Taro Martinez: Stair Man
By James Florence, Diamond Certified Resource Reporter
Taro Martinez used to be an auto mechanic, but when he got tired of that livelihood, he decided to take a step in a new direction. “After owning an automotive repair shop for several years, I needed a change in both career and scenery, so I moved from Los Angeles to Northern California,” he recounts. “Soon after my arrival, I was offered a job with a staircase builder. I’d never done any work like that—I doubt if I’d even cut a piece of wood in half before—but I decided to give it a try. Naturally, there was a steep learning curve in the beginning, but I stuck with it and found my way. In 2004, I struck out on my own as an independent staircase builder.”
Regarding the transition from automotive work to building staircases, Taro says he appreciates the improved character of customer interactions. “Nobody likes having their car worked on. It’s kind of like going to the dentist—something you only do because you have to. In contrast, staircases are often more of a luxury item, so clients come in with a completely different mindset—it’s something they actually want to do. When a customer is actually happy to see you and ecstatic at the end of the job, it makes for a really nice interaction.”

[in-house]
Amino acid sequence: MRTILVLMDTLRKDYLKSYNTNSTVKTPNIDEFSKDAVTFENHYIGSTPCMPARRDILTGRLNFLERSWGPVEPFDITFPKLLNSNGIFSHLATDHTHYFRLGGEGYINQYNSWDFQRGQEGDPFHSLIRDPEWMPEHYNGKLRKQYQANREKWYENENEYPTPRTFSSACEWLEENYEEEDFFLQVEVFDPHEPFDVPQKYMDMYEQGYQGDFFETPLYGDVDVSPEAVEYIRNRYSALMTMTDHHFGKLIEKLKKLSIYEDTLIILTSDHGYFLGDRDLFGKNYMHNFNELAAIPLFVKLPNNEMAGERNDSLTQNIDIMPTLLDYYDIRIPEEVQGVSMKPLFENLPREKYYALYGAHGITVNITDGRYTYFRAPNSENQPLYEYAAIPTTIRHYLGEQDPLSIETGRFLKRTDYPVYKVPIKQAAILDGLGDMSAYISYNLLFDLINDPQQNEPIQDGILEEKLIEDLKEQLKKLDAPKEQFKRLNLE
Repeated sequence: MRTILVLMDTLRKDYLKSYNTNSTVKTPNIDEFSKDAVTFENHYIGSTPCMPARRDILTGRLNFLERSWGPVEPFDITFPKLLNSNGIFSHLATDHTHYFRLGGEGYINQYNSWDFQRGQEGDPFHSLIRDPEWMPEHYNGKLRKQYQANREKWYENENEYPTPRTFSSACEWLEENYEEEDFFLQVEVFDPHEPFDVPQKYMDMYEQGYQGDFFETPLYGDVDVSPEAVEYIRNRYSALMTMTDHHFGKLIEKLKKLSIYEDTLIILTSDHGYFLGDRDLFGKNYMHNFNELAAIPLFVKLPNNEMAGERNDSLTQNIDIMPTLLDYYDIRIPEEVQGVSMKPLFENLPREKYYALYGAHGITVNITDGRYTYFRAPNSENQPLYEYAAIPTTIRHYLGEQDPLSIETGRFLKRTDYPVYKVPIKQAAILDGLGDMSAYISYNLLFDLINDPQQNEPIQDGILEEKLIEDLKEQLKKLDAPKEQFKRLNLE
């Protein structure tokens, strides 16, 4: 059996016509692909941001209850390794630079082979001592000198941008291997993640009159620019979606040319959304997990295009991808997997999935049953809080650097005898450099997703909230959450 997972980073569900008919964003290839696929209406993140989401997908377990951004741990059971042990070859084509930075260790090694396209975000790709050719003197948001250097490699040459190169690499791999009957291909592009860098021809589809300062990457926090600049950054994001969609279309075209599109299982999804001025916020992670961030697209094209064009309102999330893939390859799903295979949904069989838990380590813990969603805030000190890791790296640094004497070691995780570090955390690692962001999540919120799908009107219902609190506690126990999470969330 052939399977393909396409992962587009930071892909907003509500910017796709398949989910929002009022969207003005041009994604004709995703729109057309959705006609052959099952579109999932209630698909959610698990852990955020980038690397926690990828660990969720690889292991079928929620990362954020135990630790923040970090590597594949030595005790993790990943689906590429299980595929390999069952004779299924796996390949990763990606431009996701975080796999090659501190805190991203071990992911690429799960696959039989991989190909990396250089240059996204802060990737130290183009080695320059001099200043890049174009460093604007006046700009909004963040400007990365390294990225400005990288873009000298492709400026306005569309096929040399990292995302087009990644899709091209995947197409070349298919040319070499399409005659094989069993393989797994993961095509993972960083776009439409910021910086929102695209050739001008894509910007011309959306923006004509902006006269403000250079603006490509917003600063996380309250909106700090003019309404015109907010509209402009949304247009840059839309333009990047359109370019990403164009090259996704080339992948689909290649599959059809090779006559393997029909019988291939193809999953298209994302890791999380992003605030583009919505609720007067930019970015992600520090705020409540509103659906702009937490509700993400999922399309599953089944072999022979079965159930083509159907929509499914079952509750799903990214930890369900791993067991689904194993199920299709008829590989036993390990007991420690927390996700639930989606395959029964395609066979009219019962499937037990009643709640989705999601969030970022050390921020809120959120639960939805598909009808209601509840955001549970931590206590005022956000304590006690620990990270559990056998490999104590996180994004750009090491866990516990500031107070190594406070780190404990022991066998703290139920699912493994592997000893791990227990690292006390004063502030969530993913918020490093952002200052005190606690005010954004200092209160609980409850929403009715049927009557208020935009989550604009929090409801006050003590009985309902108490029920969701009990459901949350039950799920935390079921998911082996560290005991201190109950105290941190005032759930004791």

A resident of Concord, Taro spends his time outside of work on a variety of active pastimes. “I’ve been drag racing since I was 13 and I’m still active in that,” he details. “Besides the actual racing, I spend a lot of time working on my car between races. I also practice Brazilian jiu-jitsu, which I’ve been doing for many years.” When he’s not at the race track or martial arts studio, Taro likes relaxing at home. “I live on an acre of property in Concord and it’s very peaceful, so it’s nice to just hang out and enjoy the tranquility.”
In regard to a professional philosophy, Taro espouses the value of helping others. “My business supports a lot of charities, including children’s hospitals, food banks and animal shelters,” he says. “That’s very important to me. It upsets me to hear about some of the bad things that are going on in the world, so I’m grateful that there are organizations dedicated to helping those affected. Also, I believe you have to give in order to receive. Even when my business was really hurting back in 2008, I continued to give. I figured that even though I wasn’t doing very well, there were others who were doing far worse. I think if you’re generous toward others, it will come back to you in the long term.”
When asked what he would do if he were to retire tomorrow, Taro says he’d continue pursuing the activities he currently enjoys in his free time. “I would continue to do jiu-jitsu a few times a week and work on my car. I’d also probably travel. I enjoy driving, so maybe I’d take a road trip across the country.”
Ask Me Anything!
Q: Music or talk radio?
Q: If you could immediately master any musical instrument, what would you choose?
A: The drums.
Q: What’s your favorite local restaurant?
A: Nola Po’Boy and Gumbo Kitchen in Concord.
Q: Reality TV or documentaries?
Q: What’s your favorite snack?
A: I’m into fruits and vegetables these days, so probably an apple or banana.
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